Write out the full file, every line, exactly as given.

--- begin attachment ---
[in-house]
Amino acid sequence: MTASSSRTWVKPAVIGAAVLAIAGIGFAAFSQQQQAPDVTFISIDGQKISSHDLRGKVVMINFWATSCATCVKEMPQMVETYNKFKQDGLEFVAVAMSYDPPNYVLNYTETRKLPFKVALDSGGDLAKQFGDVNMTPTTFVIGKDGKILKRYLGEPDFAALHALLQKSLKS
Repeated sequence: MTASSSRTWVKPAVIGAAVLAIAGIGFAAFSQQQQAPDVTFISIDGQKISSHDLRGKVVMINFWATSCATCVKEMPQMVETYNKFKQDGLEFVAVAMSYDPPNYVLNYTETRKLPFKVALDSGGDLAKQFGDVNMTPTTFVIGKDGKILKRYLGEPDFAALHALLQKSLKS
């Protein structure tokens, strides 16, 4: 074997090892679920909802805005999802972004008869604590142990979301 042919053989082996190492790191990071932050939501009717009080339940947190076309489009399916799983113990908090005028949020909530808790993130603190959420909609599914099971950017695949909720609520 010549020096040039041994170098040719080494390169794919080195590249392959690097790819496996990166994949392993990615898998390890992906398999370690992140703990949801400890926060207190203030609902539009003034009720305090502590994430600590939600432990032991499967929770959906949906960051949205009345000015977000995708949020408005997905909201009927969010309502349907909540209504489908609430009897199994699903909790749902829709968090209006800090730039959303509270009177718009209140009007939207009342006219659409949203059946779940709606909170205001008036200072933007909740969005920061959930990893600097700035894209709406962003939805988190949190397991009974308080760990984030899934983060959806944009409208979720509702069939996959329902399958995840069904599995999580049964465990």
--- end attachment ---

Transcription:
[in-house]
Amino acid sequence: MTASSSRTWVKPAVIGAAVLAIAGIGFAAFSQQQQAPDVTFISIDGQKISSHDLRGKVVMINFWATSCATCVKEMPQMVETYNKFKQDGLEFVAVAMSYDPPNYVLNYTETRKLPFKVALDSGGDLAKQFGDVNMTPTTFVIGKDGKILKRYLGEPDFAALHALLQKSLKS
Repeated sequence: MTASSSRTWVKPAVIGAAVLAIAGIGFAAFSQQQQAPDVTFISIDGQKISSHDLRGKVVMINFWATSCATCVKEMPQMVETYNKFKQDGLEFVAVAMSYDPPNYVLNYTETRKLPFKVALDSGGDLAKQFGDVNMTPTTFVIGKDGKILKRYLGEPDFAALHALLQKSLKS
């Protein structure tokens, strides 16, 4: 074997090892679920909802805005999802972004008869604590142990979301 042919053989082996190492790191990071932050939501009717009080339940947190076309489009399916799983113990908090005028949020909530808790993130603190959420909609599914099971950017695949909720609520 010549020096040039041994170098040719080494390169794919080195590249392959690097790819496996990166994949392993990615898998390890992906398999370690992140703990949801400890926060207190203030609902539009003034009720305090502590994430600590939600432990032991499967929770959906949906960051949205009345000015977000995708949020408005997905909201009927969010309502349907909540209504489908609430009897199994699903909790749902829709968090209006800090730039959303509270009177718009209140009007939207009342006219659409949203059946779940709606909170205001008036200072933007909740969005920061959930990893600097700035894209709406962003939805988190949190397991009974308080760990984030899934983060959806944009409208979720509702069939996959329902399958995840069904599995999580049964465990």